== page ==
Thursday, March 13, 2014

Psychophysical interactions with a double-slit interference pattern

Dean Radin, Leena Michel, James Johnston, and Arnaud Delorme (2013). Psychophysical interactions with a double-slit interference pattern. Physics Essays, Volume 26: p. 553-566

This is the third publication describing our ongoing research program on mind-matter interactions. This line of research focuses on experimentally testing John von Neumann's (and others) interpretation of the quantum measurement problem (QMP). The Stanford Encyclopedia of Philosophy has a good description of the QMP. So far we've conducted 15 experiments and have reported the results of 10 of them. Overall the evidence is consistent with von Neumann's proposal that consciousness is involved in the behavior of quantum systems. Note that consistency doesn't necessarily mean that von Neumann's approach is the only valid interpretation.


Previously reported experiments suggested that interference patterns generated by a double-slit optical system were perturbed by a psychophysical (i.e., mind–matter) interaction. Three new experiments were conducted to further investigate this phenomenon. The first study consisted of 50 half-hour test sessions where participants concentrated their attention-toward or –away from a double-slit system located 3 meters away. The spectral magnitude and phase associated with the double-slit component of the interference pattern were compared between the two attention conditions, and the combined results provided evidence for an interaction. One hundred control sessions using the same equipment, protocol and analysis, but without participants present, showed no effect. 

A Fraunhofer diffraction model was used to explore various interpretations of this outcome. This analysis suggested that the distribution of light between the two slits and the horizontal stability of the laser beam were the principle components of the optical system that were perturbed. 

The second experiment used a duplicate double-slit system and similar test protocol, but it was conducted over the Internet by streaming data to participants’ web browsers. Some 685 people from six continents contributed 2,089 experimental sessions. Results were [significantly] similar to those observed in the first experiment, but smaller in magnitude. Data from 2,303 control sessions, conducted automatically every 2 hours using the same equipment but without observers showed no effect. Distance between participants and the optical system, ranging from 1 km to 18,000 km, showed no correlation with experimental effect size.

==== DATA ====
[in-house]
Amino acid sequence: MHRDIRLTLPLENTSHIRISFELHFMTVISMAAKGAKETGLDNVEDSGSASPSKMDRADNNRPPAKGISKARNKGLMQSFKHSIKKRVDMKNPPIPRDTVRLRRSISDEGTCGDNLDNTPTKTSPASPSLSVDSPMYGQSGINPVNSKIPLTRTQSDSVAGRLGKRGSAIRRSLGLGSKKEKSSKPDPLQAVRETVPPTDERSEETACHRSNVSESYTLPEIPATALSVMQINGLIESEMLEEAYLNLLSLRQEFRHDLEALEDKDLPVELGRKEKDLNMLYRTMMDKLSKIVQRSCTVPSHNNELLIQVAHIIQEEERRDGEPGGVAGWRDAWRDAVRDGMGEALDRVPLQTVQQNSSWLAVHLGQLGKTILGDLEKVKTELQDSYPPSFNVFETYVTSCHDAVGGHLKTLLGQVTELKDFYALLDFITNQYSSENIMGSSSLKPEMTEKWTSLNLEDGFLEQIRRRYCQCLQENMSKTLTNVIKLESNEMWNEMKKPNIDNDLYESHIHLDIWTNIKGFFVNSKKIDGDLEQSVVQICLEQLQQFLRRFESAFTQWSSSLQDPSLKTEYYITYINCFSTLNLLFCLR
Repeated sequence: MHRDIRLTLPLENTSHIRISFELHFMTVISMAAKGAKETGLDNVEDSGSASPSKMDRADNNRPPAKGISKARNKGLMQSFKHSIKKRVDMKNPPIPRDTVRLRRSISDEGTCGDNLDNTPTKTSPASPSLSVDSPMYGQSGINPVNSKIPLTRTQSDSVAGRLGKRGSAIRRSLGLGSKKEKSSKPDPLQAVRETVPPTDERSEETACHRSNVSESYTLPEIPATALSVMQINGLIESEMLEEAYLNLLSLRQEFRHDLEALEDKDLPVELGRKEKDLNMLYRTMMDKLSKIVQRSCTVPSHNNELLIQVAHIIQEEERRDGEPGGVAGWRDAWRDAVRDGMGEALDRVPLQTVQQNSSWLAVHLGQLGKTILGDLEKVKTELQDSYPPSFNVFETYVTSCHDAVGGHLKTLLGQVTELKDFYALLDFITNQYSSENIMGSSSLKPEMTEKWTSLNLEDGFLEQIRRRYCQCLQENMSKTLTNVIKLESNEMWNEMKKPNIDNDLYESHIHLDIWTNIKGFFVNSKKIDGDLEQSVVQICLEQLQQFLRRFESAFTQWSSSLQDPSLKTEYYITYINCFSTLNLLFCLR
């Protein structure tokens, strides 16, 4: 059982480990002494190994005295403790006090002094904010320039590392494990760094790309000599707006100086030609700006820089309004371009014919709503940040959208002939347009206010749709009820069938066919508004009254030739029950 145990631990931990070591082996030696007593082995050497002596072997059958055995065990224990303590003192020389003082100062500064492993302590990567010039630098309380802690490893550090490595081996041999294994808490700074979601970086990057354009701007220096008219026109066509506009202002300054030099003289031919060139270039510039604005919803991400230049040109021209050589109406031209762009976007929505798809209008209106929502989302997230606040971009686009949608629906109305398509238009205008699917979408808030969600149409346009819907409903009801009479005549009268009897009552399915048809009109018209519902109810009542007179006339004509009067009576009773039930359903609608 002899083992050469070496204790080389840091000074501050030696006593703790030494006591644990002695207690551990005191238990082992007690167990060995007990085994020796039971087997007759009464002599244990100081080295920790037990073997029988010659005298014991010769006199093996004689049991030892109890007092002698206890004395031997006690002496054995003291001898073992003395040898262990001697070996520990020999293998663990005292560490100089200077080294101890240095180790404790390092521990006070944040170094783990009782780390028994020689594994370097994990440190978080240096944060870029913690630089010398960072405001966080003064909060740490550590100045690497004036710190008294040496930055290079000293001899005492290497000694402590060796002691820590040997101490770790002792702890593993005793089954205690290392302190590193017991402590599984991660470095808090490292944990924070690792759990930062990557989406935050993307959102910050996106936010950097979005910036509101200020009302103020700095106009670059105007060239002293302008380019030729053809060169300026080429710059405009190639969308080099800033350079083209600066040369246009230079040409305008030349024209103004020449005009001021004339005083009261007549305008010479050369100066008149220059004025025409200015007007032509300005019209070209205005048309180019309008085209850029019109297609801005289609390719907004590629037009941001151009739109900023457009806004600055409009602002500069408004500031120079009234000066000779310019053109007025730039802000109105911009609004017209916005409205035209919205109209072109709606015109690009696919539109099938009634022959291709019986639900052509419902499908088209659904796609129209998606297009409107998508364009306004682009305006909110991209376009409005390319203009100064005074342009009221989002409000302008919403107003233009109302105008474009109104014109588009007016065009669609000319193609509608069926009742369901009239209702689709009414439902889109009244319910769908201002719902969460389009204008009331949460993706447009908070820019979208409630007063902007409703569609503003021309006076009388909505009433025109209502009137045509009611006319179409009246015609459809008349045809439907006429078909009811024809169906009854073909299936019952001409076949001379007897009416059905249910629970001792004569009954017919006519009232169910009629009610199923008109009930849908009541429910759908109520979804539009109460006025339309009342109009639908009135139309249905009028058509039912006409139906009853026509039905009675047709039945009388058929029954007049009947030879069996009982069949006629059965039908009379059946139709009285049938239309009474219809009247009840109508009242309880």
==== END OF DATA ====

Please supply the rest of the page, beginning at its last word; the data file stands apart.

The third experiment used a newly designed double-slit system, a revised test protocol, and a simpler method of statistical analysis. Twenty sessions contributed by 10 participants successfully replicated the interaction effect observed in the first two studies.

The article may be downloaded by clicking here.

Saturday, March 01, 2014

Was Buddha just a nice guy?

This is a talk I gave at the Science and Nonduality Conference in 2013. It's a shortened version of a presentation I've given a number of times about my latest book, Supernormal.

"Predicting the unpredictable" in Frontiers in Human Neuroscience

I conducted my first presentiment experiment in 1996. As of today this type of experiment has been repeated something like 40 times by a dozen labs. In this article, Julia Mossbridge, Patrizio Tressoldi, Jessica Utts, John Ives, Wayne Jonas and I discuss implications and potential applications of this phenomenon. The meta-analysis mentioned in this article considers only a clearly defined subset of the published studies. 

Predicting the unpredictable: Critical analysis and practical implications of predictive anticipatory activity 

A recent meta-analysis of experiments from seven independent laboratories (n=26) published since 1978 indicates that the human body can apparently detect randomly delivered stimuli occurring 1-10 seconds in the future. The key observation in these studies is that human physiology appears to be able to distinguish between unpredictable dichotomous future stimuli, such as emotional vs. neutral images or sound vs. silence. This phenomenon has been called presentiment (as in "feeling the future"). In this paper we call it predictive anticipatory activity or PAA. The phenomenon is "predictive" because it can distinguish between upcoming stimuli; it is "anticipatory" because the physiological changes occur before a future event; and it is an "activity" because it involves changes in the cardiopulmonary, skin, and/or nervous systems.

PAA is an unconscious phenomenon that seems to be a time-reversed reflection of the usual physiological response to a stimulus. It appears to resemble precognition (consciously knowing something is going to happen before it does), but PAA specifically refers to unconscious physiological reactions as opposed to conscious premonitions. Though it is possible that PAA underlies the conscious experience of precognition, experiments testing this idea have not produced clear results.

The first part of this paper reviews the evidence for PAA and examines the two most difficult challenges for obtaining valid evidence for it: expectation bias and multiple analyses. The second part speculates on possible mechanisms and the theoretical implications of PAA for understanding physiology and consciousness. The third part examines potential practical applications.

See the full paper here.